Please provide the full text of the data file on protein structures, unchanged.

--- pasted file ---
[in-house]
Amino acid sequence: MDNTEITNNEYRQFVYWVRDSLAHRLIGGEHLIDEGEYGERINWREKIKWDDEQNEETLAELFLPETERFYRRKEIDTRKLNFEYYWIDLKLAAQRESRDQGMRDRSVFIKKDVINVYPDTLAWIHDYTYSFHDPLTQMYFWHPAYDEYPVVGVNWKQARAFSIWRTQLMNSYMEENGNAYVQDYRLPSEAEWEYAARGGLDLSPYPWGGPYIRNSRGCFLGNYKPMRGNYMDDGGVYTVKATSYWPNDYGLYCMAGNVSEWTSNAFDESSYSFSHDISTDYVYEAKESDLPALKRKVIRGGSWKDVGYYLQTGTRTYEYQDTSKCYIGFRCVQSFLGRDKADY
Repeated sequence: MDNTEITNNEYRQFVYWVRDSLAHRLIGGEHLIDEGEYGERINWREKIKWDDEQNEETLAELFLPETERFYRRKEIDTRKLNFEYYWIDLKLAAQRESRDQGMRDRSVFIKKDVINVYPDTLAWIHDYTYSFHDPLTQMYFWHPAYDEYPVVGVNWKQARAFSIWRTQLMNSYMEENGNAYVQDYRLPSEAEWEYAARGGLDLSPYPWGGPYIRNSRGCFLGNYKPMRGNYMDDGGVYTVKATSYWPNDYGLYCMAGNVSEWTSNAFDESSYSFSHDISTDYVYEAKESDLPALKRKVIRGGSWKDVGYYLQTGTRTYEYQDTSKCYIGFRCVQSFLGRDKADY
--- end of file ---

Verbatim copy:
[in-house]
Amino acid sequence: MDNTEITNNEYRQFVYWVRDSLAHRLIGGEHLIDEGEYGERINWREKIKWDDEQNEETLAELFLPETERFYRRKEIDTRKLNFEYYWIDLKLAAQRESRDQGMRDRSVFIKKDVINVYPDTLAWIHDYTYSFHDPLTQMYFWHPAYDEYPVVGVNWKQARAFSIWRTQLMNSYMEENGNAYVQDYRLPSEAEWEYAARGGLDLSPYPWGGPYIRNSRGCFLGNYKPMRGNYMDDGGVYTVKATSYWPNDYGLYCMAGNVSEWTSNAFDESSYSFSHDISTDYVYEAKESDLPALKRKVIRGGSWKDVGYYLQTGTRTYEYQDTSKCYIGFRCVQSFLGRDKADY
Repeated sequence: MDNTEITNNEYRQFVYWVRDSLAHRLIGGEHLIDEGEYGERINWREKIKWDDEQNEETLAELFLPETERFYRRKEIDTRKLNFEYYWIDLKLAAQRESRDQGMRDRSVFIKKDVINVYPDTLAWIHDYTYSFHDPLTQMYFWHPAYDEYPVVGVNWKQARAFSIWRTQLMNSYMEENGNAYVQDYRLPSEAEWEYAARGGLDLSPYPWGGPYIRNSRGCFLGNYKPMRGNYMDDGGVYTVKATSYWPNDYGLYCMAGNVSEWTSNAFDESSYSFSHDISTDYVYEAKESDLPALKRKVIRGGSWKDVGYYLQTGTRTYEYQDTSKCYIGFRCVQSFLGRDKADY